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21 Jul 2016
by Simon Blanford and Andy Bell
Carp Letter from America - June 2016
Simon Blanford and Andy Bell let us know what they've been up to in June in Carp Letter from America...

Last month’s trip to the Other Lake had been rather disappointing. We’d arrived as the carp were in the middle of all that splashing about between the bed sheets and though we salvaged some pride by spending a night catching on a different lake, the Other Lake only produced after Simon had left and Andy picked up few gay stragglers. Knowing that the connubial shenanigans would have finished by the time we returned for two separate sessions in June we were eagerly looking forward to the first trip of the month.

Simon arrived first with Mrs Simon and Miss Simon 1 and 2. While the females unpacked the male of the family bravely volunteered to get fishing. Even before his third rod was secured on the rests he was away to an enthusiastic low double. This might have signaled hectic activity. It didn’t. Andy arrived shortly afterwards and also picked up a quick fish but as is often the case here nothing else happened through the night.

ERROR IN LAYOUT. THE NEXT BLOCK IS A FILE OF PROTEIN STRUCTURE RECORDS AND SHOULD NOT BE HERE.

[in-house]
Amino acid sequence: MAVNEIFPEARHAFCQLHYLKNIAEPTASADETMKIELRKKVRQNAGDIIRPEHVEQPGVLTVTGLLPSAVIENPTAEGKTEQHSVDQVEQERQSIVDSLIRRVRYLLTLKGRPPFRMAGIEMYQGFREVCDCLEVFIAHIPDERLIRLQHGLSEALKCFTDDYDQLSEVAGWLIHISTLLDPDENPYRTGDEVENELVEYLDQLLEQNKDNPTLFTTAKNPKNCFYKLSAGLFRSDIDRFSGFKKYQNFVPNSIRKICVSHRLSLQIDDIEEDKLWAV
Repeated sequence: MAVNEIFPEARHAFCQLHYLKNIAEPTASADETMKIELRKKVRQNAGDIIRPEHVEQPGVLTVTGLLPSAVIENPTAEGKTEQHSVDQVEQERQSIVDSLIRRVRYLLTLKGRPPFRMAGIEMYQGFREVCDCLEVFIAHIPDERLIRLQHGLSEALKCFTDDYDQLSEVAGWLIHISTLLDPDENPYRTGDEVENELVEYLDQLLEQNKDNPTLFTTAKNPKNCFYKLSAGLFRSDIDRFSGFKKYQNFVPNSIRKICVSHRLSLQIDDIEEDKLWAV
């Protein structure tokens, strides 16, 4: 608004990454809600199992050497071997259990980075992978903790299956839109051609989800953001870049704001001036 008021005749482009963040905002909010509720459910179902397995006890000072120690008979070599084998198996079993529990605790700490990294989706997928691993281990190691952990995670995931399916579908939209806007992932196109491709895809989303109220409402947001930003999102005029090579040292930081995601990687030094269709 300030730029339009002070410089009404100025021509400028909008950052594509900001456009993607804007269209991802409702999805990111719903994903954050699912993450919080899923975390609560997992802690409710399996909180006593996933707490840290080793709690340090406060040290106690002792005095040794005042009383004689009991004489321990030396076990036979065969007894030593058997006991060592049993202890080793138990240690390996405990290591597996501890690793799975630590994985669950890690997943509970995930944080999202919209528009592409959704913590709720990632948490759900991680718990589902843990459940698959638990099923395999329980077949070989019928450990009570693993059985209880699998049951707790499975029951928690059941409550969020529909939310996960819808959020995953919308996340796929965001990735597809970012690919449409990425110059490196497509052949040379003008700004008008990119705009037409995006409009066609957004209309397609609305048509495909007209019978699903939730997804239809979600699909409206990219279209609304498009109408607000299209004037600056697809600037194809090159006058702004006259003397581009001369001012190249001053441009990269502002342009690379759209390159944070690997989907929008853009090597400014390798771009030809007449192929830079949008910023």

Andy didn’t take long to catch.

Still we were entertained in kind. Simon slept out on his new camping cot. Swinging in a hammock is all very well but his back has been increasingly bothersome since he tried a particularly violent contortion while dancing an experimental version of the Macarena a couple of years ago. Andy too had a cot. One of those fold up beach beds that your parents used to place on the patio for the one day the sun shone each English summer. Mrs Andy picked it up from the front of someone’s house. They had put it out for rubbish. Unsurprisingly Andy spent the night collapsing into various interesting positions.

Although that was entertaining enough a particularly audacious raccoon turned up to add to the mirth. Around midnight, a pair of red eyes popped up over the top of the bank nearly giving Andy a hernia as he leapt away from the demon that had suddenly appeared in the lamplight. For the rest of the night we were engaged in a persistent war with the animal, it alternating between raiding our bait by the rods and making flanking moves to the cabin to rummage through the rubbish even though it was supposedly hung up out of reach.